Long-term oral antiarrhythmic therapy, attempting to maintain sinus rhythm, is warranted for some patients with atrial fibrillation (AF) and severe symptoms, even though efficacy is limited and proarrhythmia is a concern. Class IC agents, including flecainide and propafenone, are well tolerated at the usual dosages. The class III agent sotalol has β-blocking activity that may be useful in specific cases. Despite serious side effects, amiodarone can provide a reasonable balance of benefit and risk with proper patient selection, dosing, and follow-up. In the absence of specific contraindications, anticoagulant therapy to prevent thromboembolism is warranted for all patients with AF. Warfarin is recommended for high-risk patients; aspirin is appropriate for those at low risk.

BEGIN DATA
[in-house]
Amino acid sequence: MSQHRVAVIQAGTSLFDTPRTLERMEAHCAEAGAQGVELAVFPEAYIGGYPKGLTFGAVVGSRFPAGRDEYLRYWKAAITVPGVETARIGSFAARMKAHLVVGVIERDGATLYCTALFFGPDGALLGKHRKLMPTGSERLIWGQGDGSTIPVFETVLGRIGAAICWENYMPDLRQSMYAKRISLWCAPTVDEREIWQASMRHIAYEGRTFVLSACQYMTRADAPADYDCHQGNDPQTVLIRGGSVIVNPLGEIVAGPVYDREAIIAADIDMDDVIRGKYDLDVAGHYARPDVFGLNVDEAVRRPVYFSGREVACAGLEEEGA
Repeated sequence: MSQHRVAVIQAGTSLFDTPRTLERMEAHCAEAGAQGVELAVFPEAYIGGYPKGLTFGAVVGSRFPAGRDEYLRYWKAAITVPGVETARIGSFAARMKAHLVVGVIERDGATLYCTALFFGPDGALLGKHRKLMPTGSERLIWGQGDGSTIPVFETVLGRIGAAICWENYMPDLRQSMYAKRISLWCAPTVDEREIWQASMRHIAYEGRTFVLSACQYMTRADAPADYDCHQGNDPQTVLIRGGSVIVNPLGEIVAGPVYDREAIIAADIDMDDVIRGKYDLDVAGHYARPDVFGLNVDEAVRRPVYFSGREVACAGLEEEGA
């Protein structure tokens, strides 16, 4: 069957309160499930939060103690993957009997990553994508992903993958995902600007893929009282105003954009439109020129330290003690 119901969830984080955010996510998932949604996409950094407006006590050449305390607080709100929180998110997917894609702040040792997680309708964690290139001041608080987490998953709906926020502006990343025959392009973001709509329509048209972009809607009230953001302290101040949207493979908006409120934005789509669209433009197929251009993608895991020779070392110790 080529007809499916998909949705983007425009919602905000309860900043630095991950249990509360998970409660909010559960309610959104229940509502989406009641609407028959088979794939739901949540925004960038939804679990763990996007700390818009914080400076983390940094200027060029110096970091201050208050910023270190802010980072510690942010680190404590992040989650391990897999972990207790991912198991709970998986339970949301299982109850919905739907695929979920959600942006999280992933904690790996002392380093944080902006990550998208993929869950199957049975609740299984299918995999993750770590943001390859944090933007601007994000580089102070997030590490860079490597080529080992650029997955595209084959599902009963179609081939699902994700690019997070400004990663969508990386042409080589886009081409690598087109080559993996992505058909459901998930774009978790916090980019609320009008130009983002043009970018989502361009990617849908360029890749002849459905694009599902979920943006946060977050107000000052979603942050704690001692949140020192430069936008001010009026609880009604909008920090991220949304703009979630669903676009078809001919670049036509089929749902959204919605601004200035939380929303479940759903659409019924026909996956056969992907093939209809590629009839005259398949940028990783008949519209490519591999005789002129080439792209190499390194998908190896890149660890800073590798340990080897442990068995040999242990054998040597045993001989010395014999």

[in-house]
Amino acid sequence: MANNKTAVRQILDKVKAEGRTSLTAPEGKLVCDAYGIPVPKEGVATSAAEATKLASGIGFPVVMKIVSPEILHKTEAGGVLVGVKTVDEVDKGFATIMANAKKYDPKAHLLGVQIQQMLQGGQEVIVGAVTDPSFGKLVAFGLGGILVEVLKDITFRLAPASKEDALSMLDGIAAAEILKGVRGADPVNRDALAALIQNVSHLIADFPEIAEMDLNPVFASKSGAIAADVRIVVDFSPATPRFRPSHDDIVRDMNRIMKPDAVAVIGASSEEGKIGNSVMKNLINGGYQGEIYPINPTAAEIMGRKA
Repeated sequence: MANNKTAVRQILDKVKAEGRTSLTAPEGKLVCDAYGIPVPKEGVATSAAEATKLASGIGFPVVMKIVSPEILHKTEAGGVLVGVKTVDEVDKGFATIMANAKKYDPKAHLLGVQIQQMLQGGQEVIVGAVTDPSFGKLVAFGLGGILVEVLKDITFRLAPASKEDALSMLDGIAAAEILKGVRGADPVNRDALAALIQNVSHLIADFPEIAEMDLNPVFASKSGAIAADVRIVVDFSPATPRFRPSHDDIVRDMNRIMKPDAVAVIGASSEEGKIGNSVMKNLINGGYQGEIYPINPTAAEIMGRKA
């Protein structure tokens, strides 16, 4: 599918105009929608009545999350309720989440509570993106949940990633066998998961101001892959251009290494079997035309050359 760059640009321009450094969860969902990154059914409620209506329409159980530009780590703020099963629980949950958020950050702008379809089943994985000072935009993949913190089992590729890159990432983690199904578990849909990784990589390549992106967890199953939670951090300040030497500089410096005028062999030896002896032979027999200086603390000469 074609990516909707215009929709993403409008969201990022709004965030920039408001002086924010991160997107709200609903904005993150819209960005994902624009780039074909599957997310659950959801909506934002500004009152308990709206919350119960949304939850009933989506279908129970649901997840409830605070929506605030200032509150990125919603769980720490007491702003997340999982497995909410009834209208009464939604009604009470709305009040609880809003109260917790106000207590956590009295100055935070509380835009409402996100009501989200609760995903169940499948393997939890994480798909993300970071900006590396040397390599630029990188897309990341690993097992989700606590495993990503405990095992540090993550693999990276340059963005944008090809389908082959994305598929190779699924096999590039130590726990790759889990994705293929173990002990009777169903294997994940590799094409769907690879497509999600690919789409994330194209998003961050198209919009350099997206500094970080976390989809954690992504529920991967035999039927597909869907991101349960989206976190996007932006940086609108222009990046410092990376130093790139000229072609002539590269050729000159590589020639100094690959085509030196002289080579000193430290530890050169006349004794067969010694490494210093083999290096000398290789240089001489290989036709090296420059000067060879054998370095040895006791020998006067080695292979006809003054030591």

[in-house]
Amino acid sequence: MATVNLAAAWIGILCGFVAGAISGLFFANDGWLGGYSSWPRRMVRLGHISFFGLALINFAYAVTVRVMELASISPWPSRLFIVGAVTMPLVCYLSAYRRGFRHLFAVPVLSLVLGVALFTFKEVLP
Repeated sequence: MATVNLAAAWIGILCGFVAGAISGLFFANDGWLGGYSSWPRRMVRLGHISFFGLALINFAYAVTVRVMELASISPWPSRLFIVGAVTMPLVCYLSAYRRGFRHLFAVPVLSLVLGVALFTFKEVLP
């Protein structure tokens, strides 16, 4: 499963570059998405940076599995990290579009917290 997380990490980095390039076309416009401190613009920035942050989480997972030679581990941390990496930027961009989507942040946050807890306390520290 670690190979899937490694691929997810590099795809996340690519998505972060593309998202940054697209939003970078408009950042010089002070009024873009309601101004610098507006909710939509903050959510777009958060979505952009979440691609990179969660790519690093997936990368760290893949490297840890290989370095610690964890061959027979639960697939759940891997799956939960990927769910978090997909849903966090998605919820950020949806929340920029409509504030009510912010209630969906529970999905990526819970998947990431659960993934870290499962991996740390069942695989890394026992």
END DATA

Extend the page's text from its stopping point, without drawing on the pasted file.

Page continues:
|Original language||English (US)|
|Number of pages||11|
|Journal||Journal of Critical Illness|
|State||Published - Jun 16 1999|
ASJC Scopus subject areas
- Critical Care and Intensive Care Medicine